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"There's a little something for everybody": Uproar Festival of Public Art underway until Aug. 12

A sculpture by Durham artist TJ Christiansen stands in front of Carolina Square on Thursday, July 20, 2023.

The Uproar Festival of Public Art, which began on July 14 and ends on Aug. 12, showcases works by 60 artists from four states across Chapel Hill, Carrboro and Hillsborough.

The festival is also a competition, with an awards ceremony being held on Aug.12 in Hillsborough. Votes are cast by both the public and a jury panel, according to the event’s website. 

There are transportation services scheduled each Saturday until the festival’s end to aid in travel between art sites. 

“There were people all over the place with their maps and seeking out the artwork, and by the end of the day on Sunday, we had about 600 votes cast already,” Orange County Arts Commission Director Katie Murray said about the first weekend. “We're up to over 5,000 views of our Google Maps, so I think people are really having fun.”

The Orange County Arts Commission organized the event, which has been in the making for four years. Uproar was inspired by previous competition-based public art exhibitions in other states.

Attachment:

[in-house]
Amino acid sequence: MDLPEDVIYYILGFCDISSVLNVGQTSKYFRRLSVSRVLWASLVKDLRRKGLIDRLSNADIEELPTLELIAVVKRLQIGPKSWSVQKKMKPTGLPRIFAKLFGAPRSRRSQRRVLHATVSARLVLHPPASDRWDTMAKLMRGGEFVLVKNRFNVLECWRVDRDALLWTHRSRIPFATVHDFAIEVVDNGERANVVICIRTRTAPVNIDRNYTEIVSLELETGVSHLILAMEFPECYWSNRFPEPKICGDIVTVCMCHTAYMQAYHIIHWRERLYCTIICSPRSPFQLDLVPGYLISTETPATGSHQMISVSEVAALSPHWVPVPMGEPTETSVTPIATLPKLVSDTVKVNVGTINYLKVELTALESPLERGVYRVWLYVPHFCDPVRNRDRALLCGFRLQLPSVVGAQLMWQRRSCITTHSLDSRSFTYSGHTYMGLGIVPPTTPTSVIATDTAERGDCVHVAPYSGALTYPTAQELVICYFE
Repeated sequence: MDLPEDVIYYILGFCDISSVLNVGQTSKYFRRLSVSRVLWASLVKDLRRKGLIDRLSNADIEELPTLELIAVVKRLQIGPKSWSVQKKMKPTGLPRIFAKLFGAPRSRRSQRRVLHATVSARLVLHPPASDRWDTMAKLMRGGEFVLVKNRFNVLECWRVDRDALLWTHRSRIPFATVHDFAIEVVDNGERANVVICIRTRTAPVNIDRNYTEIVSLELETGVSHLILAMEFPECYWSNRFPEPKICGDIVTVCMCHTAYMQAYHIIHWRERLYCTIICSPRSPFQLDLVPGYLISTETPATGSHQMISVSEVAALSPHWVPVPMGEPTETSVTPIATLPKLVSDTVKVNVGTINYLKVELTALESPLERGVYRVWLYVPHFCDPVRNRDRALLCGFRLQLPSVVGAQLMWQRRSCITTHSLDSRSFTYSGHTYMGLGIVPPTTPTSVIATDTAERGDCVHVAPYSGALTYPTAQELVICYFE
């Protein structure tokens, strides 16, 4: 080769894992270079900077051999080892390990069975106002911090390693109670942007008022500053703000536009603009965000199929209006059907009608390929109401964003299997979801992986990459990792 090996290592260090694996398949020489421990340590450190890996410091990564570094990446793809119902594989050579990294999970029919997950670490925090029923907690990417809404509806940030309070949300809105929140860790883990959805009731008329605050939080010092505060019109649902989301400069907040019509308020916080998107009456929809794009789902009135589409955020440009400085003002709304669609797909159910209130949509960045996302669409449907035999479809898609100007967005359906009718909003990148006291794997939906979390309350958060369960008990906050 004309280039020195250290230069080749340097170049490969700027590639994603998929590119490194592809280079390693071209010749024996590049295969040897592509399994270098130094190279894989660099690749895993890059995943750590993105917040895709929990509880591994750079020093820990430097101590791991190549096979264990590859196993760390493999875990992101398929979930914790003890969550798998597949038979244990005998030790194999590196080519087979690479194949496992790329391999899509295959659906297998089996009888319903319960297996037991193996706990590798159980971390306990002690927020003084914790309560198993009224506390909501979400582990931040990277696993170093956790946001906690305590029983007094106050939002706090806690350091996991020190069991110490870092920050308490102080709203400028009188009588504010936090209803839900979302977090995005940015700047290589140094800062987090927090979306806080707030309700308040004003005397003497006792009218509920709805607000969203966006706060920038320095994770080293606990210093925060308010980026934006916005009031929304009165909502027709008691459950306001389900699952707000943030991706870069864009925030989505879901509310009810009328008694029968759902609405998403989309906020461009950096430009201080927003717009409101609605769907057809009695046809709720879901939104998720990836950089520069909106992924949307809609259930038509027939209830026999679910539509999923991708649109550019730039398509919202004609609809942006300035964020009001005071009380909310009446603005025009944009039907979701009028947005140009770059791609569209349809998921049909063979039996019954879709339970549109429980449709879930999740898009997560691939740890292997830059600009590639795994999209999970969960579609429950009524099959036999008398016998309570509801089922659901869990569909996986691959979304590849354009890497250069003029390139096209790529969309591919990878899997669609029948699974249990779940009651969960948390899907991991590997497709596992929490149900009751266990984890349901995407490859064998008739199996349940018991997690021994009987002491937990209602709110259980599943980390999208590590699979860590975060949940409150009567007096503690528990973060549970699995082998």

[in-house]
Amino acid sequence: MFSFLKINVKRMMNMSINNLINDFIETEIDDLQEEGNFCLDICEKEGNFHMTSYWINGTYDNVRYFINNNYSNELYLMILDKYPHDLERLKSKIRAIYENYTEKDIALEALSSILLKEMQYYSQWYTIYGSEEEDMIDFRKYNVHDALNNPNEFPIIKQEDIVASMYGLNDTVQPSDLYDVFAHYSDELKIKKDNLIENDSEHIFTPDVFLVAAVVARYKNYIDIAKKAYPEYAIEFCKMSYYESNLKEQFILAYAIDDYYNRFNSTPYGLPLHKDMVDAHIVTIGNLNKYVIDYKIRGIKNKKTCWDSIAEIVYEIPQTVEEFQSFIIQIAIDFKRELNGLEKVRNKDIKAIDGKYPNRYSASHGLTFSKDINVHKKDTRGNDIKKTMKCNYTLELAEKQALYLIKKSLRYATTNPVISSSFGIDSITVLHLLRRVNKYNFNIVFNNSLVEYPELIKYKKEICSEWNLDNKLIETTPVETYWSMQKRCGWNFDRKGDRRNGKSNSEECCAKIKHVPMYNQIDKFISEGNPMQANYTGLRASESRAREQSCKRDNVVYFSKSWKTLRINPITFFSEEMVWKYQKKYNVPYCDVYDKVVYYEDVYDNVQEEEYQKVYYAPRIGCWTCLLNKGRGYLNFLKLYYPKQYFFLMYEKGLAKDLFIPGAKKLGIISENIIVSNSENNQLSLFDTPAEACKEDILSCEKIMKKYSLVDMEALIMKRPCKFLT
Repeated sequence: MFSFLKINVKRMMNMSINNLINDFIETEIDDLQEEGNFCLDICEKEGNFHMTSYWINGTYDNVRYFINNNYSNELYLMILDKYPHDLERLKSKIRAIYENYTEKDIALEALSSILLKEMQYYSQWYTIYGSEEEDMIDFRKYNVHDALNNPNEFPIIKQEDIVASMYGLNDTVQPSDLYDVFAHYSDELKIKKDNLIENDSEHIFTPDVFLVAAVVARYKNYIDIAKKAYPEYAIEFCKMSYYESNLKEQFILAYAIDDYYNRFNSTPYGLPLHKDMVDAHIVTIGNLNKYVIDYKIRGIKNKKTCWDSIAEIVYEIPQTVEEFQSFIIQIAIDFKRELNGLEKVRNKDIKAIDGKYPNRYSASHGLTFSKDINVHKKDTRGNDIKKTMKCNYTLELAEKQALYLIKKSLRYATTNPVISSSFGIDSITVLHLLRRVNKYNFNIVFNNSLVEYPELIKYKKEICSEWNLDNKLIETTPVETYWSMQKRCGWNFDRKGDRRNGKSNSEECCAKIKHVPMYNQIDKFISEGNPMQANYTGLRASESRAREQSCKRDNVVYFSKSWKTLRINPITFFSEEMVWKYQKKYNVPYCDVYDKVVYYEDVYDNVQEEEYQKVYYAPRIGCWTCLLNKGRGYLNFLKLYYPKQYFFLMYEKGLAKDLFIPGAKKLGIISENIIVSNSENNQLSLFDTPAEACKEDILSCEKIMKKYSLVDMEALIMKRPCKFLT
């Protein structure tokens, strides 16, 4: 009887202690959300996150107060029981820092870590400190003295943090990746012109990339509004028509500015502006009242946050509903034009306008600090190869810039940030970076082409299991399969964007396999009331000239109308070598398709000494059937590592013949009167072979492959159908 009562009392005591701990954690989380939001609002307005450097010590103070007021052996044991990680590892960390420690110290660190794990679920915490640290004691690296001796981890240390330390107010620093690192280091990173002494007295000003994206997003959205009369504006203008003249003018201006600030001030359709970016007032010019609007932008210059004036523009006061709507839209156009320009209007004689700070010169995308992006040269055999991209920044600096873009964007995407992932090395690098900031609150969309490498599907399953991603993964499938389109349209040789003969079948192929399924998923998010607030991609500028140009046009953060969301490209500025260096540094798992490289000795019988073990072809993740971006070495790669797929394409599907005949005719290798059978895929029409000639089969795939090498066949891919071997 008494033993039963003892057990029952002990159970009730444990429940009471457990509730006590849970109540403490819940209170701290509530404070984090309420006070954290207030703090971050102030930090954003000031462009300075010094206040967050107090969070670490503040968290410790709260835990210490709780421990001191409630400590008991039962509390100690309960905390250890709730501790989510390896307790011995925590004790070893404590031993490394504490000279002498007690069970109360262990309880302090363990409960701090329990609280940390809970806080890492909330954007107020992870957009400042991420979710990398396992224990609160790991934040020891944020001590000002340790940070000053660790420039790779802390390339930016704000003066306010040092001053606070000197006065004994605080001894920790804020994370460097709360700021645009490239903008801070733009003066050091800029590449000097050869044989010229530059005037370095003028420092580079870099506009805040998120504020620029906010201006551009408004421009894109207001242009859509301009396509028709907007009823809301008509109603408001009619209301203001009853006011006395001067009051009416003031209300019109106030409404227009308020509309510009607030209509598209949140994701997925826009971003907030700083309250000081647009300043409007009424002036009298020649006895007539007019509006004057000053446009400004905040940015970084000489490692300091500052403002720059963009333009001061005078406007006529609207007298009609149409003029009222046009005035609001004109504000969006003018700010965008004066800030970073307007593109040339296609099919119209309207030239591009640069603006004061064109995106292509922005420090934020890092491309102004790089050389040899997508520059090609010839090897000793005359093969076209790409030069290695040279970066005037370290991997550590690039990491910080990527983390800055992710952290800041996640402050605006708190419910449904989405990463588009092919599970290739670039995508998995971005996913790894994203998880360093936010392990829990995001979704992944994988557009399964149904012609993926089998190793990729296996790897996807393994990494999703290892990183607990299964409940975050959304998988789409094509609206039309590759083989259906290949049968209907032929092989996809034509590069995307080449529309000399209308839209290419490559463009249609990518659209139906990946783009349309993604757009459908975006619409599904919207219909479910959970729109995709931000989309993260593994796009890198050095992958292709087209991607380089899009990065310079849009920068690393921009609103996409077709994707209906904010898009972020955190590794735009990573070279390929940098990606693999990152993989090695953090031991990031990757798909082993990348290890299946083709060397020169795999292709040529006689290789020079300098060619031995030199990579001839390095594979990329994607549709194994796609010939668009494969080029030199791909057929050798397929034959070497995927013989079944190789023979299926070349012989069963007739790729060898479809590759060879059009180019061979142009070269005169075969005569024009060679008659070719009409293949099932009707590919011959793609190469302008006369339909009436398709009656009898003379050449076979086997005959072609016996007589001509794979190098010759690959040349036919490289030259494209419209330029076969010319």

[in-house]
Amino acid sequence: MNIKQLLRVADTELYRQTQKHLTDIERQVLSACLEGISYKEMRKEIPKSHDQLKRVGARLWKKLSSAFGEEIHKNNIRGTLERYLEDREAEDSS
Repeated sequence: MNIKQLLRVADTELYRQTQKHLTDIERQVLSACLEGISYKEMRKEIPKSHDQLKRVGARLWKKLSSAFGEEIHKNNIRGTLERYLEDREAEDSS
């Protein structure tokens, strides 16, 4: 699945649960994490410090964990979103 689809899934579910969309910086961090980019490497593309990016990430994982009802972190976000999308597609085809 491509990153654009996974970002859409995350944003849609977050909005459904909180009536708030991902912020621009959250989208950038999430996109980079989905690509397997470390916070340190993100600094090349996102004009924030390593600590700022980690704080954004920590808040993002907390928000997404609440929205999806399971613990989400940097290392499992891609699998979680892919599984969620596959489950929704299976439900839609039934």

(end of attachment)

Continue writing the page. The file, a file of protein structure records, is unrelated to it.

“You really just can't worry about that part of the process too much,” Raleigh-based artist Jane Cheek said. “It’s kind of like any other application processes, like you put your stuff out there and then you just kind of wait and see what happens and if whoever's making choices that time doesn't choose you, and that's just how it goes.”

Uproar's awards are cash prizes, with over $27,000 being offered split into first, second and third places for jury selection and a people's choice winner. The Town of Hillsborough Purchase Award, the Town of Chapel Hill Commission Award and the Sponsor’s Choice Awards are awarded outside of the festival's jury panel and attendees.

Votes on the works of art are cast through QR codes that can only be scanned in person, meaning only those who have physically attended can participate in choosing winners.

“There's a lot of people that aren't quite sure how to use the QR code,” Murray said. “And even though we have instructions on the website on how to do it, you know, we're going to make a little handout so that we can give it to people who aren't quite clear on how that works.”

Georgia-based artist NACK said he likes that votes can only be cast by those who have physically seen the artwork. 

“I mean it's just for, you know, the people there in town, which I think is great,” he said. “Because then I mean, that's the people that are seeing the artwork, so it makes sense to not make it like, an internet voting thing or whatever.”

Though the festival continues until August, Murray said she encourages community members to attend as early as possible because of the newness of the artworks and how they are spread out across three towns.

“It's a day well spent,” NACK said. “I'm sure there's a little something for everybody.”


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